For several months, Boston attorney Steve Gans has been on a listening tour of sorts in deciding whether to run for the U.S. Soccer Federation presidency. He attended youth soccer’s assembly in Dallas this summer, exchanged thoughts with former players and received feedback from those involved in the sport from the under-9 level to MLS.

And he reached the conclusion that he needs to run for a position that Sunil Gulati, a powerful figure in both American and global soccer, has held for 11 years through three elections without a challenger.

“I am going forward,” Gans told The Washington Post on Monday night. “The listening tour absolutely has confirmed that there’s a need for this. I’ve talked to members of all the major constituencies and voting delegates and heard from people that it’s time for change.”

Gans, 57, said he plans to soon file paperwork for the election, which will be conducted during the USSF’s annual general meeting Feb. 8-11 in Orlando. Several hundred delegates from the youth, adult and pro sectors, plus an athlete council, will vote.

Gans said he has assembled a steering committee of sports, business and legal professionals and lined up a small group of confidants, including volunteer adviser Scott Ferson, a public relations executive who has worked in Massachusetts political circles for many years.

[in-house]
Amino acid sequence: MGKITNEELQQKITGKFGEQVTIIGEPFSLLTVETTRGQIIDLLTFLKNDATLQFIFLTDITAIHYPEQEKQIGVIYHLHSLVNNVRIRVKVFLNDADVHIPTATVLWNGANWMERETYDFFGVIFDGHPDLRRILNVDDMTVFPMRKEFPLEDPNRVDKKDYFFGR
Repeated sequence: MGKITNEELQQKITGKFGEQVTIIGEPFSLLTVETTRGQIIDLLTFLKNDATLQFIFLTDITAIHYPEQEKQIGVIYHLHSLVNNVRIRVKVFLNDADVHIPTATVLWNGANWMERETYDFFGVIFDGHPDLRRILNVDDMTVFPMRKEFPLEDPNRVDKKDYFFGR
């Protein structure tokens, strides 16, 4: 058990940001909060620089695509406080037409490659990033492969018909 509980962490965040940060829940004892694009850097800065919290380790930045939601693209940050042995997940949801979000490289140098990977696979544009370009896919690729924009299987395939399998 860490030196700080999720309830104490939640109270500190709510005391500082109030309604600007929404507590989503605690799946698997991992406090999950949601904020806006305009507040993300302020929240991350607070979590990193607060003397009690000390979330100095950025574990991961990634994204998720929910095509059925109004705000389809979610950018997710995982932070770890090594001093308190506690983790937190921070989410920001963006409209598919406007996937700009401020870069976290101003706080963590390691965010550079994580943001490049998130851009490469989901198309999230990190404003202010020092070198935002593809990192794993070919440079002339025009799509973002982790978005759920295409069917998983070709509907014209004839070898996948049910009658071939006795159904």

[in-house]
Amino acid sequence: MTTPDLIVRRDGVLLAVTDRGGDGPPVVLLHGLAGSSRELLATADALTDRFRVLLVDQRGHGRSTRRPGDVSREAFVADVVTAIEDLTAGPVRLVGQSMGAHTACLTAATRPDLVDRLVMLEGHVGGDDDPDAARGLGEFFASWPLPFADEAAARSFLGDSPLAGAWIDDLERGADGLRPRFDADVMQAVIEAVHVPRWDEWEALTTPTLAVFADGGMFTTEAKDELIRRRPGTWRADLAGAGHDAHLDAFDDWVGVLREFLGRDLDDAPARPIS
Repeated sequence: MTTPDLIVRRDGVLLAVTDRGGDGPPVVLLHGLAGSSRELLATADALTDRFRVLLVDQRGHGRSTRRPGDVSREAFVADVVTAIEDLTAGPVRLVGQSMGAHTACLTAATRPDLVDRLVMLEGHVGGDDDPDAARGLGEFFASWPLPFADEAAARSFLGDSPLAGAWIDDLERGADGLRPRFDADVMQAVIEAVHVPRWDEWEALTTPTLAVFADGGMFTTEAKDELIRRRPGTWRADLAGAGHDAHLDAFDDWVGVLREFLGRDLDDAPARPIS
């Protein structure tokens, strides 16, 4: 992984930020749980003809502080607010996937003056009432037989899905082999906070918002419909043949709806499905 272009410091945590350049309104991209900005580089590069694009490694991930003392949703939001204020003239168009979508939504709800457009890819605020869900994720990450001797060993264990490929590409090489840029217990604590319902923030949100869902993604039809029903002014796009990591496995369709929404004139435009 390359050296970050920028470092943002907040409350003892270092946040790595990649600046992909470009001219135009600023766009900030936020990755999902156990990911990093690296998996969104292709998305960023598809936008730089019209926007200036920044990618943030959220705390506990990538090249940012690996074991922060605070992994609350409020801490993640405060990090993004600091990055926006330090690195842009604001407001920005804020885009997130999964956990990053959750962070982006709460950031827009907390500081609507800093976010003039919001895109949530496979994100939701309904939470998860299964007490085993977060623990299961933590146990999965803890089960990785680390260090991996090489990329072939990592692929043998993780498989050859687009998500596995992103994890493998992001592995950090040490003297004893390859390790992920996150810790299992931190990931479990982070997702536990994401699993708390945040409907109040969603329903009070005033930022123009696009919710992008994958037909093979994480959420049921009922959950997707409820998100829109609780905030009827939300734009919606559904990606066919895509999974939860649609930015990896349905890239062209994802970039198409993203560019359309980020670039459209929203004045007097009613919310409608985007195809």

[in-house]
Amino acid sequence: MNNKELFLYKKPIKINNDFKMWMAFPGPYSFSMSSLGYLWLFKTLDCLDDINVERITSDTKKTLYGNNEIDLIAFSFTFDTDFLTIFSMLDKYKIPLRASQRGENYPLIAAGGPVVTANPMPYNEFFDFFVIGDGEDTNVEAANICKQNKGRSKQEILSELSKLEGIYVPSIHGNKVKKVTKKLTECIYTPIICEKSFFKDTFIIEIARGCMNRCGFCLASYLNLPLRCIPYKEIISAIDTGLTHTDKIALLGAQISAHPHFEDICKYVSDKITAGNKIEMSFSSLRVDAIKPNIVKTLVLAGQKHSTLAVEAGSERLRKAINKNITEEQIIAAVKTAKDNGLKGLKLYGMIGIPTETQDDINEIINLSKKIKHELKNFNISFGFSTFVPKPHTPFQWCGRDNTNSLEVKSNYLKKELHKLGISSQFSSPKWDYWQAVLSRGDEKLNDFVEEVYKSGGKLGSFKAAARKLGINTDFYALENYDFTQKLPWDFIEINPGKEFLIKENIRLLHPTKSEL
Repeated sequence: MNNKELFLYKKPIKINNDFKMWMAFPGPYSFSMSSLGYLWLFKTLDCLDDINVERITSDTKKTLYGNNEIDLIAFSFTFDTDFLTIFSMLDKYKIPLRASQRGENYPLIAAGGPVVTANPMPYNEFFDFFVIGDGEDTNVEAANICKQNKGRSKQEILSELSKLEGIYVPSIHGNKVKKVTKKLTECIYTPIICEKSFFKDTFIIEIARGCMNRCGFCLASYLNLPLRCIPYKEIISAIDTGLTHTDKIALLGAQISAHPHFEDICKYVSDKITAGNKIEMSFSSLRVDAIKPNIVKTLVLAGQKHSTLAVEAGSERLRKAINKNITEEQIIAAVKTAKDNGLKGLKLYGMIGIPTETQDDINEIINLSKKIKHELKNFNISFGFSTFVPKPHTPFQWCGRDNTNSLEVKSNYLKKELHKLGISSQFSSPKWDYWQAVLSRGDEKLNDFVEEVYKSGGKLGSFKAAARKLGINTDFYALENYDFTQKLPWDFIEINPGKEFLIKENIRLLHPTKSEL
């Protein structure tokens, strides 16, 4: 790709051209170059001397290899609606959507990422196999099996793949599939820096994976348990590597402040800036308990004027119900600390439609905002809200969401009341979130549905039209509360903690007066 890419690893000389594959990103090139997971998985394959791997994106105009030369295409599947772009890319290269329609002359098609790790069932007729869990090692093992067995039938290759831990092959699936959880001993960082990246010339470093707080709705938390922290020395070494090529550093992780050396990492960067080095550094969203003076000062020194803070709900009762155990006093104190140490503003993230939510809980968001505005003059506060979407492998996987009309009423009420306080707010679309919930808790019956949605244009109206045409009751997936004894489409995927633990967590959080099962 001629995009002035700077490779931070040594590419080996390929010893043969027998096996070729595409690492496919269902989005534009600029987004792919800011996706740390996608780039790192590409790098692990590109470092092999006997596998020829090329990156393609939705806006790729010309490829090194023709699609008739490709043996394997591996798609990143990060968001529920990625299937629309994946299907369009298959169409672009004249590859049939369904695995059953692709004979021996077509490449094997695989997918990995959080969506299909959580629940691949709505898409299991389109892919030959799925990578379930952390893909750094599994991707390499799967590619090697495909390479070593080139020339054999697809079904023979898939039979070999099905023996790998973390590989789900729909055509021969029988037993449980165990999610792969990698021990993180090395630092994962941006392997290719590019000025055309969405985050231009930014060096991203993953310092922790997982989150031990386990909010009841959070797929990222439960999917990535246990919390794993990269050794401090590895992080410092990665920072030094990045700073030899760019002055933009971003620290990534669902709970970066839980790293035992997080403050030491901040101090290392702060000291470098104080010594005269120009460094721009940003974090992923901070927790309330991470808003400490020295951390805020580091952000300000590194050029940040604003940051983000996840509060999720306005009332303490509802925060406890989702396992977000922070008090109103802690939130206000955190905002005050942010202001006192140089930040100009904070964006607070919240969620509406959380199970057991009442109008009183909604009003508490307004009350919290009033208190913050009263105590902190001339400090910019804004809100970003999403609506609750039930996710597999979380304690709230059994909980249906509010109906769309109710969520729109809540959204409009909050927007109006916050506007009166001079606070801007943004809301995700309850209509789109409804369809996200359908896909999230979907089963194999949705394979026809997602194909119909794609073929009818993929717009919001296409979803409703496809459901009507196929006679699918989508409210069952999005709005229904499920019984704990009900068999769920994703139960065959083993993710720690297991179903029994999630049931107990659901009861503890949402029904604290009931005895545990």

Gulati, 58, has yet to announce whether he will seek a fourth term, but given his high-ranking role on the FIFA Council in soccer’s international governing body and his position in leading the campaign to bring the World Cup to North America in 2026, many in U.S. circles expect him to run again.

USSF guidelines allow Gulati to seek one more term. He said Tuesday that he did not want to comment on his plans or Gans’s decision to enter the race.

Paul Lapointe, who has coached at various levels in Massachusetts and owned an indoor team, is also weighing a campaign.

A competitive race for the USSF’s top position comes at a time of both growth and concern in the domestic game.

The sport has blossomed at the top pro level with MLS in 22 U.S. and Canadian markets and the National Women’s Soccer League in its fifth season, longer than two previous female circuits. (Gulati helped launch the NWSL and the USSF administers it.) The second-tier USL boasts 30 teams, while the second-tier NASL struggles with eight.

In 2015, the women’s national team won the World Cup for the first time in 16 years, and the program is ranked No. 1 by FIFA.

Under Gulati’s stewardship, the USSF entered into a partnership with Mexico and Canada to stage the 2026 men’s World Cup. The North American bid is an overwhelming favorite to defeat Morocco next summer for the right to host the sport’s quadrennial spectacle here for the first time since 1994.

But Gulati has also come under criticism for Jurgen Klinsmann’s reign as men’s national team coach. After guiding the Americans to the second round of the 2014 World Cup in Brazil, Klinsmann stumbled through the 2018 qualifying campaign and, with about two years left on his USSF-record contract, was fired last winter. The USSF owed him a $6.2 million severance. Gans called the payout “a debacle.”

Gulati replaced Klinsmann with Bruce Arena, who has restored stability but needs to win the final two matches next month to clinch a 2018 World Cup berth. The United States has not missed the World Cup since 1986.